Make It Spicy! An Unusual Approach to Lowering Your Blood Pressure

Nutrition

By Joy Stephenson-Laws, J.D. Founder

It’s very easy to lose track of how much sodium you consume on a daily basis, especially if you eat processed foods. ”More than 75 percent of the sodium we eat comes from processed foods like canned soups, lunch meats and frozen dinners,” according to the American Heart Association (AHA).

Sodium is an essential mineral that is naturally present in some foods (for example, celery) or added during processing. It should not necessarily be confused with salt, which is a combination of sodium and chloride. The AHA says, “[b]y weight, table salt is approximately 40 percent sodium and 60 percent chloride. About 90 percent of the sodium we eat is in the form of sodium chloride.”

And we all do need sodium. This mineral helps to engineer the actions of every human cell. Every human action including eating, thinking, running and working depends on adequate sodium. An enzyme in the body is involved with pumping sodium and potassium ions across the membranes of every single cell.

So how much sodium do you need?

In general, most people need about 1,500 mg of sodium daily. This is not a lot. 1,500 mg is the equivalent of about two-thirds of a teaspoon of salt.

So as you can imagine, many of you may be consuming way too much sodium. And this may be very detrimental to your health. Too much sodium may increase the risk for developing hypertension (high blood pressure) and cardiovascular disease.

“Reducing salt intake has been identified as one of the most cost-effective measures countries can take to improve population health outcomes,” says the World Health Organization (WHO). “Key salt reduction measures will generate an extra year of healthy life for a cost that falls below the average annual income or gross domestic product per person.”

WHO also reports that an estimated 2.5 million deaths could be prevented each year if global salt consumption were reduced to the recommended level.

And if you want to be proactive about reducing your taste for salt, it may be as simple as eating more spicy foods. It may literally change your mind, or I guess I should say brain, about salt.

According to a recent study about hypertension, the “enjoyment of spicy foods may significantly reduce individual salt preference, daily salt intake, and blood pressure by modifying the neural processing of salty taste in the brain.”

Study participants’ preference for salty and spicy flavors, salt intake and blood pressure were evaluated. Those with a higher salt preference had a higher systolic blood pressure and a higher diastolic blood pressure than the participants with a lower salt preference. And not surprisingly, participants with a higher salt preference had a higher salt intake.

But what is interesting is that a higher salt preference was also associated with a lower spice preference and ability to tolerate spice. And the participants who liked spicy flavors were more sensitive to salt.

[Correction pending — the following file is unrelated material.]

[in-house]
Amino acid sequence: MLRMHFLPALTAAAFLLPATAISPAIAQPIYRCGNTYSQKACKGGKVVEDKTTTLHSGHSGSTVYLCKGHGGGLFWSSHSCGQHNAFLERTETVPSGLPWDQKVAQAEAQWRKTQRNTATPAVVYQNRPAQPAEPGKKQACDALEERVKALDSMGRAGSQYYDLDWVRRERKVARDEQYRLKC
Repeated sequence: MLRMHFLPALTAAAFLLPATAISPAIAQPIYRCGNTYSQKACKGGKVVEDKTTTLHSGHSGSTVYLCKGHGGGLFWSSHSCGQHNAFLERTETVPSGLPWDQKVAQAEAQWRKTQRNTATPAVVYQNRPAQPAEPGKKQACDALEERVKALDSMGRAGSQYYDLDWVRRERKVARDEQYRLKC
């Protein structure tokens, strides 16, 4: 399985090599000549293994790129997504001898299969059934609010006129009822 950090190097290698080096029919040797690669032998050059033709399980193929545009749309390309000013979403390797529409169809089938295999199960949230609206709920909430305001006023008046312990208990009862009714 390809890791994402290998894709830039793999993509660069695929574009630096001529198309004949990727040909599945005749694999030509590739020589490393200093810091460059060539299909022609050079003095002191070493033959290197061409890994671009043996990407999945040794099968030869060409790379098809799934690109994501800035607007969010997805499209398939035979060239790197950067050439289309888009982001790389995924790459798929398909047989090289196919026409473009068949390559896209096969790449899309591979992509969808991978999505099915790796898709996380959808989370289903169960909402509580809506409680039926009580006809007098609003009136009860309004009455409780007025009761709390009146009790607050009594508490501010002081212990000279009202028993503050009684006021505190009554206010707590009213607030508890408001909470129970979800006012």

Capsaicin, which is the main active, component of chili peppers, appeared to influence salt sensitivity in humans. When capsaicin was administered to participants, it “showed that capsaicin administration at 0.5 μmol/L did not produce a burning sensation on the tongue but did increase the perception of saltiness.”

“Most importantly, the brain regions activated by capsaicin overlapped with the brain regions stimulated by salty taste.”

Researchers from this study also tested their hypothesis in rodents, using optogenetics. They found that the administration of capsaicin had similar effects.

But if you are going to add more spicy foods to your diet, please proceed with caution. Stay away from spicy, processed foods which usually have large amounts of added sodium. And make sure to read nutrition labels like a detective. Many hot sauces you can buy in the store have added sodium. Look for low sodium options.

Another great way to add spice is by adding cayenne pepper, red pepper flakes, chili oil or jalapenos to dishes. I find that if I put a little bit of cayenne pepper in my dishes, I don’t even miss the salt.

But what if you don’t like spicy food?

If you don’t like spicy food or if you have a bad reaction to it, use lemon and citrus instead of salt. You may not get the impact on your brain that helps to lower your salt intake that you may get from spicy food, but you may find that if you squeeze lemon on your baked potato, for example, that you don’t even need salt.

Another great way to add flavor to food without salt is through herbs, like thyme and parsley.

Most importantly, if you already have hypertension or any medical issues, be sure to talk to your doctor about your sodium intake. For example, you may need less than the recommended 1,500 mg per day.

Enjoy your healthy life!

The pH professional health care team includes recognized experts from a variety of health care and related disciplines, including physicians, attorneys, nutritionists, nurses and certified fitness instructors. This team also includes the members of the pH Medical Advisory Board, which constantly monitors all pH programs, products and services. To learn more about the pH Medical Advisory Board, click here.

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